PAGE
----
Today, new approaches to asset management are emerging to protect the public interest while increasing revenue generation, which governments around the world are considering. India has also adopted a new asset management approach and is moving towards the acquisition of unused and unused assets of Central Public Sector Undertakings (CPSEs) / Public Sector Undertakings (PSUs) along with other government assets and fixed ‘enemy assets’. In an effort to better manage public resources. The government has identified it as a source of revenue to fund its ambitious infrastructure program and is exploring direct sales, leasing and other options.
Asset monetization creates new sources of income by unlocking the financial value of poorly used assets. Assets of CPSEs / PSUs and government departments are diverse and spread across the country. The government believes that raising money through these assets will provide much needed funding. For this purpose, the government divided all its assets into four groups: a) land and buildings; B) Brown-field operational assets such as pipelines, roads, and mobile towers; C) financial assets such as equity shares, debt securities, units of hybrid / structured finance assets; And d) other assets.
Of the above four, land is an important clear asset and the most viable option for earning its monetized income. The 13th Finance Commission also noted the importance of proper use of land held by the States, the Center and the CPSE / PSU. However, now that the government has introduced a policy framework for its money making, we have a long way to go in doing this. The land is scattered all over India and there are no official records on how much is available.
Maping vacancies across the country and keeping a list of them in the public domain is an important step in this direction. The Justice Commission has asked the ministries to identify and share details of their assets to be included in the National Money Making Pipeline in this effort. But most government agencies cannot say what surplus land they have. 6665 World Bank Policy Working Paper in 2013 Consider the three programs proposed for land management.
First, organizations that own central lands must identify the land required for their current and future terms of service. The remaining land should be treated as surplus. These companies should be asked to prepare a plan to monetize the surplus land. Second, the government should set up a land audit to identify the land required for companies and monitor what is in surplus. Can be taken as a model for Australia’s land audit implementation. Third, companies need to estimate the revenue generated by land monetization and include the amounts that reduce the need for budget subsidies as a source of revenue.
We need to develop an appropriate model for the departure of our land monetization process. Governments around the world are developing models to increase the value derived from public property. The models from Australia, Canada, China, France and the US came to light well. We also need to learn lessons from them and develop our own model. Of these, the Canada model is useful. The Government of Canada opted for ‘asset recycling’ to dispose of legacy assets and thereby generate revenue to invest in new assets or to renovate existing infrastructure.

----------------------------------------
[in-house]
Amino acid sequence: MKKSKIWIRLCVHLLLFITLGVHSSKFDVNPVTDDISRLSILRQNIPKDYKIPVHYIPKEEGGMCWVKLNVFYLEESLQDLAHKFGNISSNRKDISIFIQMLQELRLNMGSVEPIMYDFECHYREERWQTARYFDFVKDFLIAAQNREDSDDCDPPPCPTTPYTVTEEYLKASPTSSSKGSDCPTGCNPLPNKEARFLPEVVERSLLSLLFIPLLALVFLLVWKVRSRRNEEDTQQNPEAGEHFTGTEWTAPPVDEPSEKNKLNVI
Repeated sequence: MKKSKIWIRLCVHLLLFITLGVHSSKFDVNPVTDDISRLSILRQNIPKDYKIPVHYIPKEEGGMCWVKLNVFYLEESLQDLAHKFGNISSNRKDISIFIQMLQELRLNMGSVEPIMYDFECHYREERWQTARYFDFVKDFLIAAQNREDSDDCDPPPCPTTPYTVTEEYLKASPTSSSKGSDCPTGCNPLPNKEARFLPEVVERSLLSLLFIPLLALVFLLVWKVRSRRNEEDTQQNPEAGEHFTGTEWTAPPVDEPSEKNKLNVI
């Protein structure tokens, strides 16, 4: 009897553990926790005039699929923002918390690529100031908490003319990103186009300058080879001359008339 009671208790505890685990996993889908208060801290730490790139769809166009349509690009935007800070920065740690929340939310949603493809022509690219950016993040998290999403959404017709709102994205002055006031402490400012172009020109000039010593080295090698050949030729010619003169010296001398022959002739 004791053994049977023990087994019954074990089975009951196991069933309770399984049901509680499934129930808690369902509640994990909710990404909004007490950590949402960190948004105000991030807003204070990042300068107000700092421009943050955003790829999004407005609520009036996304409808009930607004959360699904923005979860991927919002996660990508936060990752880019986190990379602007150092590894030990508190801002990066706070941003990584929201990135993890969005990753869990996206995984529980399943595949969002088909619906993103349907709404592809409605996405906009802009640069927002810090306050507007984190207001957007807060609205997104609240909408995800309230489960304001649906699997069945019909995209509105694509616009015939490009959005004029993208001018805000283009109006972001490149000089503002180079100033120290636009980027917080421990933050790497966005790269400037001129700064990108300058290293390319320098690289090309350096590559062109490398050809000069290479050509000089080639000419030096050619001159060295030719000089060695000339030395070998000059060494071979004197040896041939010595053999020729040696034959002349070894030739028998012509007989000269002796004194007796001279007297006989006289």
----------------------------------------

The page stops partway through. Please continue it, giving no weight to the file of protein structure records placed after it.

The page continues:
The Canadian model for asset management utilizes a special purpose vehicle (SPV) – a Canadian land company and focuses on independent and professional governance. The process begins with the identification of the assets, after which the SPV buys the surplus assets, including government land, at market prices. It involves the management of purchased assets and ends with the sale to private buyers.
The Canadian model gave good results. Effective asset management has helped its government to improve the capital planning process. It now has a well-targeted capital investment plan; The country is setting budgets for 5-20 years. Its regional governments have also taken different approaches to promote property management at the local level. Some provinces make it mandatory for municipalities to have an effective asset management plan to obtain regional infrastructure funding.
The Government of India plans to launch SPV to implement the money making process. It is looking for a model consisting of real estate investment trusts (REITs) and infrastructure investment trusts (INVITs). Under REITs and invitations, selected assets are transferred to the trust, which provides an investment opportunity for institutional investors. The National Highways Authority of India and Power Grid Corp of India Limited have sought to sponsor an invitation to attract institutional investors. According to some estimates, the government could produce ₹2.5 trillion through asset monetization in the first phase. (The Commission is tasked with preparing the National Money Making Pipeline from 2020-21 to 2023-24)
An effective asset-management approach attracts information across the country and adds dots for value maximization. We need to bring people and skills together to solve our infrastructure problems. The government should do its part to attract interest on what property the private sector should provide. Although we need to create our own model for land monetization, we need to learn from the World Bank hints and the Canadian model for this ambitious program to be successful.
Vinay K. Srivastava taught in aities in Ghaziabad. His Twitter handle is meetdrvinay